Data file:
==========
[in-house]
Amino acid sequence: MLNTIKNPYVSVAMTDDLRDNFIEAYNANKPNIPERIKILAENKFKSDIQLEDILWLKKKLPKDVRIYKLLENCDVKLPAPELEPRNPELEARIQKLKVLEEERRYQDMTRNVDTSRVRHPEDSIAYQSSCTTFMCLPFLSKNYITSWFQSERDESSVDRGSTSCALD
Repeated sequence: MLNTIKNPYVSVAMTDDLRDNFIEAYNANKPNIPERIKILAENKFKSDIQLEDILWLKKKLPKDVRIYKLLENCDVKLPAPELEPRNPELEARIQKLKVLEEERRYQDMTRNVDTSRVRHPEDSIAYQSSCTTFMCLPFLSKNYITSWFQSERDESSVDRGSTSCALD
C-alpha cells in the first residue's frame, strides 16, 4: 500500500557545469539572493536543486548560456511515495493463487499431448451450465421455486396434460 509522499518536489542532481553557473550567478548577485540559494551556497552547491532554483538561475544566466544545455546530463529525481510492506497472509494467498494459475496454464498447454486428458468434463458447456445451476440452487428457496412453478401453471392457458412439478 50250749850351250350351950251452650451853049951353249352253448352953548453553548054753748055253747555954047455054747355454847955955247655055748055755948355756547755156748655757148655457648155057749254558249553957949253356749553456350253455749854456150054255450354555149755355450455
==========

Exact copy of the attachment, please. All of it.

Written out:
[in-house]
Amino acid sequence: MLNTIKNPYVSVAMTDDLRDNFIEAYNANKPNIPERIKILAENKFKSDIQLEDILWLKKKLPKDVRIYKLLENCDVKLPAPELEPRNPELEARIQKLKVLEEERRYQDMTRNVDTSRVRHPEDSIAYQSSCTTFMCLPFLSKNYITSWFQSERDESSVDRGSTSCALD
Repeated sequence: MLNTIKNPYVSVAMTDDLRDNFIEAYNANKPNIPERIKILAENKFKSDIQLEDILWLKKKLPKDVRIYKLLENCDVKLPAPELEPRNPELEARIQKLKVLEEERRYQDMTRNVDTSRVRHPEDSIAYQSSCTTFMCLPFLSKNYITSWFQSERDESSVDRGSTSCALD
C-alpha cells in the first residue's frame, strides 16, 4: 500500500557545469539572493536543486548560456511515495493463487499431448451450465421455486396434460 509522499518536489542532481553557473550567478548577485540559494551556497552547491532554483538561475544566466544545455546530463529525481510492506497472509494467498494459475496454464498447454486428458468434463458447456445451476440452487428457496412453478401453471392457458412439478 50250749850351250350351950251452650451853049951353249352253448352953548453553548054753748055253747555954047455054747355454847955955247655055748055755948355756547755156748655757148655457648155057749254558249553957949253356749553456350253455749854456150054255450354555149755355450455